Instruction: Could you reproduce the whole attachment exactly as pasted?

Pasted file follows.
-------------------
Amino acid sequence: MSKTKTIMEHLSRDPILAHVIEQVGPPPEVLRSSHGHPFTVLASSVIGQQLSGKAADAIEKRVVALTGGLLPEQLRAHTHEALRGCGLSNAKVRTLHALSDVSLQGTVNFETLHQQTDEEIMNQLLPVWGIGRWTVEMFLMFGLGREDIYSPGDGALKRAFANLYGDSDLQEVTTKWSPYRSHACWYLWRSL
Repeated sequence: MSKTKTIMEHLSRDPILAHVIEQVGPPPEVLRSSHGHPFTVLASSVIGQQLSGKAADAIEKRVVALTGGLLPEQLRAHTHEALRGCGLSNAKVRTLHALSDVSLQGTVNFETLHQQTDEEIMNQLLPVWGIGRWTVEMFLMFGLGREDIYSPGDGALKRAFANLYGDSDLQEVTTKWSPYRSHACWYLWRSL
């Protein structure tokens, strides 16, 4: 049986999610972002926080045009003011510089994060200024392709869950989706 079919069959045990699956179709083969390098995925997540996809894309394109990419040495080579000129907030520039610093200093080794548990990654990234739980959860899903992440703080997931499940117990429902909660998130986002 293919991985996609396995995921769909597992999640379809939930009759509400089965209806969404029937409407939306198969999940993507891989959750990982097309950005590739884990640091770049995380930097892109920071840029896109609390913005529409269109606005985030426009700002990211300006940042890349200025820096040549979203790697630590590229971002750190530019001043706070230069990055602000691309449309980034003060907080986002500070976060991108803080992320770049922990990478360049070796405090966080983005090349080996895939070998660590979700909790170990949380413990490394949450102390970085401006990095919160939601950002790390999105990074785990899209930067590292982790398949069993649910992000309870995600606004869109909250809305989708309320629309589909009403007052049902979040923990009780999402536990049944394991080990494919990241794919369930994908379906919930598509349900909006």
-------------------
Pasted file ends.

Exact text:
Amino acid sequence: MSKTKTIMEHLSRDPILAHVIEQVGPPPEVLRSSHGHPFTVLASSVIGQQLSGKAADAIEKRVVALTGGLLPEQLRAHTHEALRGCGLSNAKVRTLHALSDVSLQGTVNFETLHQQTDEEIMNQLLPVWGIGRWTVEMFLMFGLGREDIYSPGDGALKRAFANLYGDSDLQEVTTKWSPYRSHACWYLWRSL
Repeated sequence: MSKTKTIMEHLSRDPILAHVIEQVGPPPEVLRSSHGHPFTVLASSVIGQQLSGKAADAIEKRVVALTGGLLPEQLRAHTHEALRGCGLSNAKVRTLHALSDVSLQGTVNFETLHQQTDEEIMNQLLPVWGIGRWTVEMFLMFGLGREDIYSPGDGALKRAFANLYGDSDLQEVTTKWSPYRSHACWYLWRSL
């Protein structure tokens, strides 16, 4: 049986999610972002926080045009003011510089994060200024392709869950989706 079919069959045990699956179709083969390098995925997540996809894309394109990419040495080579000129907030520039610093200093080794548990990654990234739980959860899903992440703080997931499940117990429902909660998130986002 293919991985996609396995995921769909597992999640379809939930009759509400089965209806969404029937409407939306198969999940993507891989959750990982097309950005590739884990640091770049995380930097892109920071840029896109609390913005529409269109606005985030426009700002990211300006940042890349200025820096040549979203790697630590590229971002750190530019001043706070230069990055602000691309449309980034003060907080986002500070976060991108803080992320770049922990990478360049070796405090966080983005090349080996895939070998660590979700909790170990949380413990490394949450102390970085401006990095919160939601950002790390999105990074785990899209930067590292982790398949069993649910992000309870995600606004869109909250809305989708309320629309589909009403007052049902979040923990009780999402536990049944394991080990494919990241794919369930994908379906919930598509349900909006």